Removing negative marks on credit report

Removing negative marks on credit report
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#1

I have two separate questions. One for me and one for my son.
First, If you have a credit card that you couldn’t pay for months because of a work layoff but then paid the balance off when you became employed, paid off completely and cancelled card, is there anyway to remove the negative information from your score? Any way at all? Second, if someone uses your social online to apply for dental insurance and use you as a co-signor without your permission and they don’t pay the bill how do you dispute that?


#2

Welcome to the NerdWallet community, olivejuice 1935!

I’ll try to help. First, canceling a card doesn’t remove it from your credit report. It NEVER hurts to ask a card issuer to stop reporting something. The worst they can do is say no. (I had a late payment a few years ago. The issuer, by policy, would not remove it even though it was an isolated incident. But asking didn’t make things any worse.) The missed payments should fall off your credit report after seven years. Andthe impact fades with time. If you can offset that negative information with a positive payment history, that will help too.

The second problem is identity theft (using someone’s identifying information without their knowledge or consent). But if you were used as a co-signer, is this a friend/acquaintance or relative? That can make the decision about how to handle it more complicated. You can go to identitytheft.gov to report the identity theft. If you dispute the account, etc., you can report it there, and use that report when you dispute the item on your credit reports. (But a warning: Right now the government shutdown means you can’t use identitytheft.gov to report it.) For future reference, a credit freeze can keep anyone from being able to open an account in your name. They are now free, and NerdWallet recommends them.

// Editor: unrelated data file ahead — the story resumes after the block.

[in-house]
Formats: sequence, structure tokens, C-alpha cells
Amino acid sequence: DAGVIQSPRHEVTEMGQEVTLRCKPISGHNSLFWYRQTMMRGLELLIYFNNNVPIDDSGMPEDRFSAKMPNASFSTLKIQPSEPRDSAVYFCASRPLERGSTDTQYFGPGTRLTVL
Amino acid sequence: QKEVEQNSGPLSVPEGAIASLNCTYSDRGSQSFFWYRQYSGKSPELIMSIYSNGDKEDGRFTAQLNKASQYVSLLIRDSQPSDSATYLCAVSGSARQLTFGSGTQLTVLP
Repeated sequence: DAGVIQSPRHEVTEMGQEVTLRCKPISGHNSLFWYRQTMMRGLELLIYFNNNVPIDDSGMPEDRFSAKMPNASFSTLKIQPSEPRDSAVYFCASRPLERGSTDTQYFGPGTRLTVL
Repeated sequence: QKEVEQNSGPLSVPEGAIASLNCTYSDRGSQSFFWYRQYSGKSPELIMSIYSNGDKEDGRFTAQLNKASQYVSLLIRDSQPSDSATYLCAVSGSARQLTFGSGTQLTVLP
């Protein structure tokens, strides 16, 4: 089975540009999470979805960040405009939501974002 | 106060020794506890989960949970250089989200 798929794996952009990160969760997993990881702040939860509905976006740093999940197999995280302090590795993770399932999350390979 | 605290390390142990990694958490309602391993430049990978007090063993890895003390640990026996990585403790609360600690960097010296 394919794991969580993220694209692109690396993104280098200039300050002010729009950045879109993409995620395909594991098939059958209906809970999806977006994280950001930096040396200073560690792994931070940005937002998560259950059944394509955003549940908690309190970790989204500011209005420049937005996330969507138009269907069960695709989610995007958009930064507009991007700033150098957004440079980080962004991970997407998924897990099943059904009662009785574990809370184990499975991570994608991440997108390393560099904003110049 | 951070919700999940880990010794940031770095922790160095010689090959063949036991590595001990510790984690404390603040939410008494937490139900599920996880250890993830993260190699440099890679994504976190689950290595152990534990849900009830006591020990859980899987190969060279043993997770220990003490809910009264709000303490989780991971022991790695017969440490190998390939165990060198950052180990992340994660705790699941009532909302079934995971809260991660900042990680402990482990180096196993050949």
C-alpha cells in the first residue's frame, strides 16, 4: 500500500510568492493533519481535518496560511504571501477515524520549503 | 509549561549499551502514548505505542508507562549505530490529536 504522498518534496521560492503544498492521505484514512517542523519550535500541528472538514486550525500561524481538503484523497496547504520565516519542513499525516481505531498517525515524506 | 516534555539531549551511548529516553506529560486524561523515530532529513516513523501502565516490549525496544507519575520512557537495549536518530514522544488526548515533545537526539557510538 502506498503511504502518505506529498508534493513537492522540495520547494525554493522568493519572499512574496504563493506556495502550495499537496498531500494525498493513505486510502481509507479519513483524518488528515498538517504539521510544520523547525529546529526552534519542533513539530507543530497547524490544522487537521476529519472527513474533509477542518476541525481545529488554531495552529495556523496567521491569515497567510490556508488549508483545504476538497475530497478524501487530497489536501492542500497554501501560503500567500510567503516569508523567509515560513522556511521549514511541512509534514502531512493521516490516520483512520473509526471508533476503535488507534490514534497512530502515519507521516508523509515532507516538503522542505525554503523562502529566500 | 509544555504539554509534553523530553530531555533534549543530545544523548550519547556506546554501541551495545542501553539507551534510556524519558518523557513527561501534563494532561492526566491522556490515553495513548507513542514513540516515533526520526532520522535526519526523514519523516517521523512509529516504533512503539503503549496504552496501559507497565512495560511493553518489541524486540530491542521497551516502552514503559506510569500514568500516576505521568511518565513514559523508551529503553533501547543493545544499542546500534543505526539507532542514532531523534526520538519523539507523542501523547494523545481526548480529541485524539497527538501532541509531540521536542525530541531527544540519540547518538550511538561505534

#3

Removing the negative info from your credit card often depends on your circumstances and the bank the card was issued from. But one thing that never hurts is to sit down and write a Goodwill letter stating your circumstances leading up to the late or missed payments (under hardship) and asking them to consider removing the negative information as an act of ‘goodwill’. A lot of people have success this way although sometimes you have to stick with it and send in more than one letter to have it stick. If you can get the address for the Executive Office and mail it there instead of where the CSR’s get it first, you usually have an even better chance. Good luck!